Bridging the Chasm

Bridging the Chasm

Aradhana Nagpal traces the arc of thought behind the JSW Prize for Contemporary Craftsmanship and introduces some of the finest artisanal initiatives in the country.

The winner of the JSW Prize for Contemporary Craftsmanship was Heirloom Naga

The winner of the JSW Prize for Contemporary Craftsmanship was Heirloom Naga. Seen at the felicitation function are Aradhana Nagpal, Maximiliano Modesti, Rajeev Sethi, Jesmina Zeliang of Heirloom Naga, Sanjib Chatterjee, Tarini Jindal Handa, Herve Van Der Straeten, Sangita Jindal, Alex Kuruvilla and Ashiesh Shah.

When I was first approached by Sangita Jindal to curate the JSW Prize for Contemporary Craftsmanship (2019), I was only too willing. It was clear to me that I would not find a more genuine force backing an initiative such as this!

The JSW Prize for Contemporary Craftsmanship is a coming together of Jindal’s deep-rooted passion for art and craft and her commitment to preserving Indian artisanal culture. Inspired by Europe’s LOEWE Craft Prize, she formulated the idea of a craftsperson-oriented award in collaboration with Architectural Digest (AD). This unique initiative hopes to bridge the gap between art and craft, and seeks out individual master craftspersons, private social enterprises, institutions or even entire villages that are creating outstanding designs using traditional craft skills. The intention of the award is simple: it seeks to celebrate artisans and their intense relationship with innovative ideas, materials and objects.

A work by Commitment to Kashmir artisans.

While we did receive some nominations from the advisory board, we also set up a website ( and opened up the application process. With 74 applications online and 29 recommendations from the advisory board we made a preliminary shortlist for the first jury meeting in Mumbai which was held in August. A contemporary design sensibility and a world-class quality were the main criteria while selecting the winner. The empowerment of Karigars, the preservation of craft forms, the longevity of projects and the support to regional craft cultures were also crucial when casting the vote. 

Interestingly, we had three entries from Kashmir, two of which made it to the shortlist. There was Commitment to Kashmir that supports crewel embroidery, wood-carving, papier mache, among other initiatives, and has established almost 30 craft-based enterprises, created over 600 new products, and revived languishing art skills over the last eight years. The organization is led by Padma Shri awardees Gulshan Nanda and Laila Tyabji. The second was Fayaz Ahmad Jan, a papier mache artisan hailing from Hassnabad district in Srinagar who was recently awarded the Padma Shri for his work in handicrafts and papier mache. Fayaz has been exploring papier mache for over 35 years and has participated in various workshops all over the world.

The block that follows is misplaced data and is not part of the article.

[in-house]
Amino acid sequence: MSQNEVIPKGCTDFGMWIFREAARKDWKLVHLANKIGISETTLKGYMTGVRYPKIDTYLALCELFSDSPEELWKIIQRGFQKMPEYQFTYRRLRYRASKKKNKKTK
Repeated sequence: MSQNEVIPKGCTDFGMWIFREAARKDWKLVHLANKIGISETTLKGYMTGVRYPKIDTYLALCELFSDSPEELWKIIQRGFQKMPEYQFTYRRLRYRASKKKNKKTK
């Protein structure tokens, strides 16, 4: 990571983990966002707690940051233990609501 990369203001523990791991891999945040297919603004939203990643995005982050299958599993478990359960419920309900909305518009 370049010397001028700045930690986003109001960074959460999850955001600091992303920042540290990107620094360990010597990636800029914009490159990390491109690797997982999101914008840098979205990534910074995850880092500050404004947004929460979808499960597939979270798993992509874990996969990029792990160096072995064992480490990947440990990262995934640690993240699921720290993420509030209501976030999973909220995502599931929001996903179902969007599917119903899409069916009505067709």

Jeevaram Suthar and Poonaram Suthar, the two carpenter protégés of architect Bijoy Jain, were strongly recommended by some members of the jury. They have spent the last 25 years working with architects and designers at their workshops in the village of Chondi in Alibaug and their style is marked by elegance, functionality and precision. Tushar Kumar has more than 25 years experience in exploring design, especially in the field of textiles. He has explored silk in Benaras and natural shibori in Bangladesh. He is now working with Cashmere and producing a range of fine felted material with extraordinary softness, lightness and warmth.

And finally, Heirloom Naga, the winner of the JSW Prize for Contemporary Craftsmanship 2019! Spearheading Heirloom Naga is Jesmina Zeliang who specializes in textiles woven on the backstrap loom since the last 25 years. Starting with just three women in her backyard, Heirloom Naga has provided employment and empowerment to more than 400 local women and taken cutting-edge designs to some of the chic boutiques across the world. Says Jesmina, “I look at myself as a bridge between the maker and the market, who has put Made In Nagaland products on the global map, while providing a sustainable livelihood to weavers, who are so incredibly talented that they are able to translate my oral instructions onto woven cloth.” She was felicitated during the AD Design Show on the 18th of October by members of the jury.


The Longpi Pottery stall

The Longpi Pottery stall at the Power to the Karigar section of the AD Design Show, Mumbai. 2019.
Images courtesy of Camera Crew Productions and Architectural Digest India.

JSW’s vision involves exploring the tremendous economic potential craft forms have – by supporting and celebrating great craftsmanship and world-class design, and presenting the Karigars as the main beneficiaries. The JSW Prize is only the beginning of this effort – it aims to recognize the genius of India’s craftspersons, push traditional craft forms to enter into new equations with the contemporary, and bridge the chasm between the two.